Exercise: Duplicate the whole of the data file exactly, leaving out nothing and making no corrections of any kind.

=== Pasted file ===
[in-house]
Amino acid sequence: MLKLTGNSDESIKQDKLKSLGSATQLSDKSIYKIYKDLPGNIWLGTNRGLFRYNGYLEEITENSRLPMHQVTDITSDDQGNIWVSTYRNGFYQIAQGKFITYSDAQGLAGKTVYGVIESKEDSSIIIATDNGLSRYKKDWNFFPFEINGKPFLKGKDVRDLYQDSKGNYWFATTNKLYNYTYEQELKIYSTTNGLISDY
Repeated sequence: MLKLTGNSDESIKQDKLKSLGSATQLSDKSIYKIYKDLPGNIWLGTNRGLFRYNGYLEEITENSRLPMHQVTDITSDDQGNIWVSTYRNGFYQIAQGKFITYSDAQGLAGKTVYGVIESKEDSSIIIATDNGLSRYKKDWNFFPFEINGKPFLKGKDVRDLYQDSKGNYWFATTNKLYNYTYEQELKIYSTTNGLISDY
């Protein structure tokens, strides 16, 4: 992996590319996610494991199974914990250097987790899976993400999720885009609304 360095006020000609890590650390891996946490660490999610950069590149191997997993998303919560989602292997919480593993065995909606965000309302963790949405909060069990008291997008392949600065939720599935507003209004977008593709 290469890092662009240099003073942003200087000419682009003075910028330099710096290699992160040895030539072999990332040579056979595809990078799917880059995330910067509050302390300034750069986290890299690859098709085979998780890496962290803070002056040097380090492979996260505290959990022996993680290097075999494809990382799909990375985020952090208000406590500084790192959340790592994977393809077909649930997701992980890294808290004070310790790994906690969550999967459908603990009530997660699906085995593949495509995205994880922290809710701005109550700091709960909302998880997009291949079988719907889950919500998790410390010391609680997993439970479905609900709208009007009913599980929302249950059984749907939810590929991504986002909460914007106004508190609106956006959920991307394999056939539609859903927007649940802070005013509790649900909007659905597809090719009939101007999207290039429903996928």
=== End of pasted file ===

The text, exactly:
[in-house]
Amino acid sequence: MLKLTGNSDESIKQDKLKSLGSATQLSDKSIYKIYKDLPGNIWLGTNRGLFRYNGYLEEITENSRLPMHQVTDITSDDQGNIWVSTYRNGFYQIAQGKFITYSDAQGLAGKTVYGVIESKEDSSIIIATDNGLSRYKKDWNFFPFEINGKPFLKGKDVRDLYQDSKGNYWFATTNKLYNYTYEQELKIYSTTNGLISDY
Repeated sequence: MLKLTGNSDESIKQDKLKSLGSATQLSDKSIYKIYKDLPGNIWLGTNRGLFRYNGYLEEITENSRLPMHQVTDITSDDQGNIWVSTYRNGFYQIAQGKFITYSDAQGLAGKTVYGVIESKEDSSIIIATDNGLSRYKKDWNFFPFEINGKPFLKGKDVRDLYQDSKGNYWFATTNKLYNYTYEQELKIYSTTNGLISDY
């Protein structure tokens, strides 16, 4: 992996590319996610494991199974914990250097987790899976993400999720885009609304 360095006020000609890590650390891996946490660490999610950069590149191997997993998303919560989602292997919480593993065995909606965000309302963790949405909060069990008291997008392949600065939720599935507003209004977008593709 290469890092662009240099003073942003200087000419682009003075910028330099710096290699992160040895030539072999990332040579056979595809990078799917880059995330910067509050302390300034750069986290890299690859098709085979998780890496962290803070002056040097380090492979996260505290959990022996993680290097075999494809990382799909990375985020952090208000406590500084790192959340790592994977393809077909649930997701992980890294808290004070310790790994906690969550999967459908603990009530997660699906085995593949495509995205994880922290809710701005109550700091709960909302998880997009291949079988719907889950919500998790410390010391609680997993439970479905609900709208009007009913599980929302249950059984749907939810590929991504986002909460914007106004508190609106956006959920991307394999056939539609859903927007649940802070005013509790649900909007659905597809090719009939101007999207290039429903996928």